• Your diet should start three days before entering the Kambó ceremony. Avoid recreational drugs, alcohol, supplements, red meats, and overly processed foods. Feel free to follow the Ayahuasca diet, designed to prepare your body for a deeper experience.
  • It’s essential to stay warm and be comfortable – bring suitable clothes.


Kambó in ancient and modern times

Life should not be a denial of what it is but a search to understand how things arrive and move with it all.

In modern times, the rise of viruses such as Covid brought questions like: Is Kambó a way of boosting our immune system so that our bodies can become less affected, if not immune to it?

As far as our reach within the Kambó facilitators world, none of the people partaking in Kambó ceremonies presented serious issues in Covid times.

In ancient times, Kambó ceremonies were a deep cleanse of the body and soul, delivered to those preparing to head out for hunting. An awakening of senses and ancestral wisdom carried deep within our DNA becomes a warrior’s primary weapon within the jungle. It isn’t just survival they seek; it’s leadership too.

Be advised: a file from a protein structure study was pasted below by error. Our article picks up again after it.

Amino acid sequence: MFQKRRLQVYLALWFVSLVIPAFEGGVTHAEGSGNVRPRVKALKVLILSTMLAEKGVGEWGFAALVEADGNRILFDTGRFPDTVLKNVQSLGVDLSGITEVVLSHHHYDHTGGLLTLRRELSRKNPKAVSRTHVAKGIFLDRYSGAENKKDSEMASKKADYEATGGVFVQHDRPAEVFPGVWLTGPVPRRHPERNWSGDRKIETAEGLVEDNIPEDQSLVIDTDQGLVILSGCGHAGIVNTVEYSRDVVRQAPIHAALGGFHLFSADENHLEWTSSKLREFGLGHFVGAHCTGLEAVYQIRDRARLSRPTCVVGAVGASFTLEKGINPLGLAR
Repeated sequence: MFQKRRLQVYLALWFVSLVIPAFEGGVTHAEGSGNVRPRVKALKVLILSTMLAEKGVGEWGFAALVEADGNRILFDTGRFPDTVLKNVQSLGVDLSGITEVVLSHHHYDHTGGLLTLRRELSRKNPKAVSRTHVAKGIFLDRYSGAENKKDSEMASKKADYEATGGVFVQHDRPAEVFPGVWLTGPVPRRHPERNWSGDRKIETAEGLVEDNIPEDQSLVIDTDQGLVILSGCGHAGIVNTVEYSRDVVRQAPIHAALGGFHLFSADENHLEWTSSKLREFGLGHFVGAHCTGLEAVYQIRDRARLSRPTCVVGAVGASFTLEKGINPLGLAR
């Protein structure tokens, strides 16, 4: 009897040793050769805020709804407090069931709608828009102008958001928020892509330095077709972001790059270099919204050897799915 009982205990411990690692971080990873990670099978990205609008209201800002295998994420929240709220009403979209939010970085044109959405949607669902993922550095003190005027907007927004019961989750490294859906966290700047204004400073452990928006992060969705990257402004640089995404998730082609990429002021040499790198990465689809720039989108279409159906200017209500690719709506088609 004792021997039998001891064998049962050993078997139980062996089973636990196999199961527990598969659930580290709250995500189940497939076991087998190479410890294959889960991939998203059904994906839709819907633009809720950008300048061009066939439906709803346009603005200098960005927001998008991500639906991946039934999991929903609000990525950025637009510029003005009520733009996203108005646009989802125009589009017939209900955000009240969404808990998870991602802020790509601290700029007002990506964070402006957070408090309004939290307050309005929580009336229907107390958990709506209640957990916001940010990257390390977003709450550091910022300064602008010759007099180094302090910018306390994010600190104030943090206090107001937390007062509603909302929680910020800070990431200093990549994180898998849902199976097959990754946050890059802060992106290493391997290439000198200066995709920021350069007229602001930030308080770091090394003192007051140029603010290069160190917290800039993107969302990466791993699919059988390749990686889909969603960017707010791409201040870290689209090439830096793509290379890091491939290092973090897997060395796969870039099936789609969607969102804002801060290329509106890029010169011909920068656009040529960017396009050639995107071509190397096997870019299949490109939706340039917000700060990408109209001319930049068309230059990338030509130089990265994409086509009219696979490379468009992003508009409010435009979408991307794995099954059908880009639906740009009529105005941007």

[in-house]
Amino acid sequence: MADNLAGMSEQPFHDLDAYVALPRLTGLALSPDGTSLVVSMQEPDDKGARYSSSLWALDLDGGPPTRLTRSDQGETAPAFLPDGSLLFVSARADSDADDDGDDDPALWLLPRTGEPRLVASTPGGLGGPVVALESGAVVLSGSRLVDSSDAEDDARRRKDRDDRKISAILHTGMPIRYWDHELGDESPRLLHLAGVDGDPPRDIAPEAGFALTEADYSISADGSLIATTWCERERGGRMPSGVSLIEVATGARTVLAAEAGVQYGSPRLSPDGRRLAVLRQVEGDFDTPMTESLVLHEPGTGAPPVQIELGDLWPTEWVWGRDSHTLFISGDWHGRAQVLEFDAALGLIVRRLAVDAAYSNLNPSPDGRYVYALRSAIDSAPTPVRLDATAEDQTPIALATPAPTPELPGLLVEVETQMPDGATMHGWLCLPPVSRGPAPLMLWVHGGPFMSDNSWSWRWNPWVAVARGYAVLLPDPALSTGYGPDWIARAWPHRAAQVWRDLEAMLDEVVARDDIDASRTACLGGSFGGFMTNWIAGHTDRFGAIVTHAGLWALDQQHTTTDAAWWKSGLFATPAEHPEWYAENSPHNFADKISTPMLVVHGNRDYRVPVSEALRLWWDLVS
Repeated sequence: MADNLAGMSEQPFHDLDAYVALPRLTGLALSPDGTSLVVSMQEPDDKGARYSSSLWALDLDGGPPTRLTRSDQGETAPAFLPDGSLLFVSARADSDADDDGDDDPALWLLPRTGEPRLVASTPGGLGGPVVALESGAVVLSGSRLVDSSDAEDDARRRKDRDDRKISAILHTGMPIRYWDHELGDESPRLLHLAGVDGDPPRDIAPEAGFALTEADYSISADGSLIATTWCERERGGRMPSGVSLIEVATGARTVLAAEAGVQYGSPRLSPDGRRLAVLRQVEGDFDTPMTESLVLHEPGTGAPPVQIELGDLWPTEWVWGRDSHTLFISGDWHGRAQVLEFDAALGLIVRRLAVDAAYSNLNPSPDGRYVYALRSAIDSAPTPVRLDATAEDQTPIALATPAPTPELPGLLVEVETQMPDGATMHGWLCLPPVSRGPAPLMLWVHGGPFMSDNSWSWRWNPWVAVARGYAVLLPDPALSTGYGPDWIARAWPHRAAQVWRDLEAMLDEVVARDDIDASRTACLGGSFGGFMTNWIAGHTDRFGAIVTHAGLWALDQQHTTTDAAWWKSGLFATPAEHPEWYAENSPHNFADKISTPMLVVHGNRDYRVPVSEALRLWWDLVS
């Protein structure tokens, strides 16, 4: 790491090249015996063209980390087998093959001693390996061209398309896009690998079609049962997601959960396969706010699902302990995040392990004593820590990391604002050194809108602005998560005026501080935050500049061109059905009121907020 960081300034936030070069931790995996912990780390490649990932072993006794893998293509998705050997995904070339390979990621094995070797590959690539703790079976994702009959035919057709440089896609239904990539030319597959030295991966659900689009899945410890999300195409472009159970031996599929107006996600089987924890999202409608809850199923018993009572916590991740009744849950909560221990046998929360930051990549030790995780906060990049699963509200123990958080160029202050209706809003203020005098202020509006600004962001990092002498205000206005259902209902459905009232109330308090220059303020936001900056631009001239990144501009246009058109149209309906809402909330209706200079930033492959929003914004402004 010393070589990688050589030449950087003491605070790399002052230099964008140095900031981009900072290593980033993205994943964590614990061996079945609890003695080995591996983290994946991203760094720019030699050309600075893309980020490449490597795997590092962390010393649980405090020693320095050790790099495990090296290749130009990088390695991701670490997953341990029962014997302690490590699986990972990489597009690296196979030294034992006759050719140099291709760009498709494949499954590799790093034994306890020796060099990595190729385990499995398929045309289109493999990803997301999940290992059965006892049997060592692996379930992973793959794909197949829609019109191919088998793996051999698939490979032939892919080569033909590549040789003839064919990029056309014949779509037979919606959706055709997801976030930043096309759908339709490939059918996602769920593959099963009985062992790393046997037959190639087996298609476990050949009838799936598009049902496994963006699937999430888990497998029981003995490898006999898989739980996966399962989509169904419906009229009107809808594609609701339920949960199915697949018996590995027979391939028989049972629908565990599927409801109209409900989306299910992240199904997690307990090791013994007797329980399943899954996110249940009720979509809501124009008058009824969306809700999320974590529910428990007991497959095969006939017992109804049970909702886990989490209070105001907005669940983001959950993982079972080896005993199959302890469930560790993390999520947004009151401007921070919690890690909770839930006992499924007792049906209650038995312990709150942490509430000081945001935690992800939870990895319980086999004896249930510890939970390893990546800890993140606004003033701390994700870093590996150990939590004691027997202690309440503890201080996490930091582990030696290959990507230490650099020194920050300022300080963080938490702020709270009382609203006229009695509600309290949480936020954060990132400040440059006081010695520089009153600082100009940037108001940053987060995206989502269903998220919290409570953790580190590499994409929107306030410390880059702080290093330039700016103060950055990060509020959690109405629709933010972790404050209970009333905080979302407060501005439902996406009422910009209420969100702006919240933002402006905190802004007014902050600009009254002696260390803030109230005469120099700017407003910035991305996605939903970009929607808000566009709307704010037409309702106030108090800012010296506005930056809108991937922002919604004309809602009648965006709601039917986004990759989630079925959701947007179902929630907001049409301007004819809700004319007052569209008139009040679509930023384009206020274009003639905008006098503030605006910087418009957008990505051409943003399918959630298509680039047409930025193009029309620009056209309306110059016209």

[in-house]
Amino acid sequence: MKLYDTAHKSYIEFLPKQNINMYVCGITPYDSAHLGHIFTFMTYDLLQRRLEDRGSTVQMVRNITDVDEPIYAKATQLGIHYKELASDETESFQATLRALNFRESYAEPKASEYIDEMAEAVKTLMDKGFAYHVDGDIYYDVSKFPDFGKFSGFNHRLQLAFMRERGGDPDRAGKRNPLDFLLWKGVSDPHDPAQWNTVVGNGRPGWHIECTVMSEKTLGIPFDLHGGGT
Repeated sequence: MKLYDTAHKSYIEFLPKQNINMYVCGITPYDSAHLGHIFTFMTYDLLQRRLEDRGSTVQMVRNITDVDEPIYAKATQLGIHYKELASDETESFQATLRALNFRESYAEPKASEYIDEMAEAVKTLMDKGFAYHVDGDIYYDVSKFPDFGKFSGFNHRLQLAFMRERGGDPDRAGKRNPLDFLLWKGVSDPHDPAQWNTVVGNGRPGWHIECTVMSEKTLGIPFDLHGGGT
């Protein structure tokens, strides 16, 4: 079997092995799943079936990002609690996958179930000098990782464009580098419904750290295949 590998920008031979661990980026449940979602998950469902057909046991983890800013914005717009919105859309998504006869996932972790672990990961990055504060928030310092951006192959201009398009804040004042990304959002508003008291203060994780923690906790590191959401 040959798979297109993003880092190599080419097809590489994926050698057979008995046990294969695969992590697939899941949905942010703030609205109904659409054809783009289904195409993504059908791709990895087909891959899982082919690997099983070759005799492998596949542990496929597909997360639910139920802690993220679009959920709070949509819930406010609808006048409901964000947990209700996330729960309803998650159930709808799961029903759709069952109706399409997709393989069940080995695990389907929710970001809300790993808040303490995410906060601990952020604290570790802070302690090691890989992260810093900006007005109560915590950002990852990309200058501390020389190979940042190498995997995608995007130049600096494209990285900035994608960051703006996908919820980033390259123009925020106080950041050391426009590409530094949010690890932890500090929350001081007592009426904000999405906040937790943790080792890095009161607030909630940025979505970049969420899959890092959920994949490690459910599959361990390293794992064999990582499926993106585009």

Please read this part carefully, as Kambó is only recommended for some.

The incidents you might have heard of happen mainly due to a lack of information.

Kambó is not recommended to those who:

  • is pregnant or is breastfeeding
  • is underage.
  • suffers from Epilepsy, Addison’s disease, Ehlers-Danlos Syndrome
  • is recovering from a major surgery
  • is taking immuno-suppressants
  • has heart problems
  • had a stoke
  • is on medication for low blood pressure
  • has serious mental health issues
  • is under chemotherapy or radiotherapy
  • has low levels of cortisol
  • has aneurysms or blood clots


Kambó and Ayahuasca – how are they connected?

Kambó isn’t just a body experience. The frog and the body receiving the medicine are soulful beings; thus, both have something to learn from each other. Ayahuasca is, in this case, the bridge between the two.

On the one hand, the Amazon is her home, and she is it. She protects and guides all life, including the tree frog. Kambó later passes all her wisdom from the frog to our bodies.

On the other hand, the very practice of acquiring and applying Kambó might have been her guidance and answer to the people of the tribes as they seek well-being and success.


Unsurprisingly, Kambó is nowadays present in almost all Ayahuasca retreats. The great expulsion of toxins during the Kambó ceremony and the intense experience ease the body and mind into receiving Ayahuasca.


Now that you know more about what a Kambó Ceremony is, we would love to have you join our Avalon’s Ayahuasca retreats in Europe and give us the honor of being part of your journey.